COVID-19: What Older Adults Should Know
In times like the era of COVID-19, staying informed is key to staying healthy. The Centers for Disease Control and Prevention (CDC) is our go-to resource for recommendations on what older adults should know about novel coronavirus. Below, you can find their latest findings and recommendations as of March 19, 2020:
COVID-19 is a new disease and we are learning more about it every day. Older adults are at higher risk for severe illness from COVID-19.
Among adults with confirmed COVID-19 reported in the US:
- Estimated percent requiring hospitalization
- 31-70% of adults 85 years old and older
- 31-59% of adults 65-84 years old
- Estimated percent requiring admission to intensive care unit
- 6-29% of adults 85 years old and older
- 11-31% of adults 65-84 years old
- Estimated percent who died
- 10-27% of adults 85 years old and older
- 4-11% of adults 65-84 years old
What you can do
- If you have a serious underlying medical condition
- Wash your hands often.
- Avoid close contact (6 feet, which is about two arm lengths) with people who are sick.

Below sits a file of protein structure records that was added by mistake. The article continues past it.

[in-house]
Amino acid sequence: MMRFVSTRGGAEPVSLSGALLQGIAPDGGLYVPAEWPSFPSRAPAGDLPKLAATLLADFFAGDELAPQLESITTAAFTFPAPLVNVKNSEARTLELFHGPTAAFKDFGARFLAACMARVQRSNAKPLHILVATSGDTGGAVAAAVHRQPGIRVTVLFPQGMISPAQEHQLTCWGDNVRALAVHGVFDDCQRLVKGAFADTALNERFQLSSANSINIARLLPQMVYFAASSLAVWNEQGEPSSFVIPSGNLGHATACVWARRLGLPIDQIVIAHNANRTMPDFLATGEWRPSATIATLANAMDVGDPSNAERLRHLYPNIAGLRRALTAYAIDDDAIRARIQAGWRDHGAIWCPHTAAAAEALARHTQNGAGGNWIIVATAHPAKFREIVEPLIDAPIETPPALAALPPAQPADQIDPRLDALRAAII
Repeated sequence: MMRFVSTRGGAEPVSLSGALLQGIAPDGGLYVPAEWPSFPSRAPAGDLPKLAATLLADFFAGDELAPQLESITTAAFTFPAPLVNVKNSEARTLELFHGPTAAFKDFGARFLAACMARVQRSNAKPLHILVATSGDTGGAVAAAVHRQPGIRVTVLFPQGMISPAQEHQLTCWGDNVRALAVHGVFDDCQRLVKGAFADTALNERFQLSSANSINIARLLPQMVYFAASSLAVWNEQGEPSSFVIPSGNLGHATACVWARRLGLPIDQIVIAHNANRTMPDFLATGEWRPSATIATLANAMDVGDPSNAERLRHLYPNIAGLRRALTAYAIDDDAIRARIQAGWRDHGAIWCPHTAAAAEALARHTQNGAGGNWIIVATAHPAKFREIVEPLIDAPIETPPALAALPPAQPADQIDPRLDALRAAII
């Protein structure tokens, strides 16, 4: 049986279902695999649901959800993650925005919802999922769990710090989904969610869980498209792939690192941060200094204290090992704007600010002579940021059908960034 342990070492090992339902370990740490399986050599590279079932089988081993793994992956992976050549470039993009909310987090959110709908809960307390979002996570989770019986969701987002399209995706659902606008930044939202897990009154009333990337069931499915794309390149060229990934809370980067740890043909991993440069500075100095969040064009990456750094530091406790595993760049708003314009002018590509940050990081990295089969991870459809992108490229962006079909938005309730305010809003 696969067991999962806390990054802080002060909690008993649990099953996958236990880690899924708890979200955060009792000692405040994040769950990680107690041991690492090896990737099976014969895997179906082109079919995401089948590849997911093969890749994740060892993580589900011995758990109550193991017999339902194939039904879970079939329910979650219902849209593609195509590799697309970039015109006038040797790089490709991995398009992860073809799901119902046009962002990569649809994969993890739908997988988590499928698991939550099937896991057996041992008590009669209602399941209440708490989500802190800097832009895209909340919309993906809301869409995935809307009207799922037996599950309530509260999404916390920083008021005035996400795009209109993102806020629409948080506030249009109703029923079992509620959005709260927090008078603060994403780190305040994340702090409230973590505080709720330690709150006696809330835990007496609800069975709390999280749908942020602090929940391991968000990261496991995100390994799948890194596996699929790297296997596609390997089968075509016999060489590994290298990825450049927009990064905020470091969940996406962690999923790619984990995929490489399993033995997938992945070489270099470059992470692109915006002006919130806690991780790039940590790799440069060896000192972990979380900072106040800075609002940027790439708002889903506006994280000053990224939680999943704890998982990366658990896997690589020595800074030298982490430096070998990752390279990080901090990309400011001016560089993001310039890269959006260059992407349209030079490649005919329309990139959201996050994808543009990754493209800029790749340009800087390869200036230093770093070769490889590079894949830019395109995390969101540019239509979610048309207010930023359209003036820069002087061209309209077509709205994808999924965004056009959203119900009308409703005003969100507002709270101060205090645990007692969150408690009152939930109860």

- Put distance between yourself and other people if COVID-19 is spreading in your community.
- Clean and disinfect frequently touched services.
- Avoid all cruise travel and non-essential air travel.
- Call your healthcare professional if you have concerns about COVID-19 and your underlying condition or if you are sick.
- For more information on steps you can take to protect yourself, see CDC’s How to Protect Yourself
Stress and coping
- Older people are at higher risk for severe illness from COVID-19 which may result in increased stress during a crisis.
- Fear and anxiety about the COVID-19 pandemic can be overwhelming and cause strong emotions.
- Learn more about stress and coping.
Things you can do to support yourself
- Take breaks from watching, reading, or listening to news stories and social media. Hearing about the pandemic repeatedly can be upsetting.
- Take care of your body. Take deep breaths, stretch, or meditate. Try to eat healthy, well-balanced meals, exercise regularly, get plenty of sleep, and avoid alcohol and drugs.
- Make time to unwind. Try to do some other activities you enjoy.
- Connect with others. Talk with people you trust about your concerns and how you are feeling.
- Call your healthcare provider if stress gets in the way of your daily activities for several days in a row.
If you, or someone you care about, are feeling overwhelmed with emotions like sadness, depression, or anxiety, or feel like you want to harm yourself or others call
- Substance Abuse and Mental Health Services Administration’s (SAMHSA’s) Disaster Distress Helpline: 1-800-985-5990 or text TalkWithUs to 66746. (TTY 1-800-846-8517)
For more information, visit the CDC’s website by clicking here.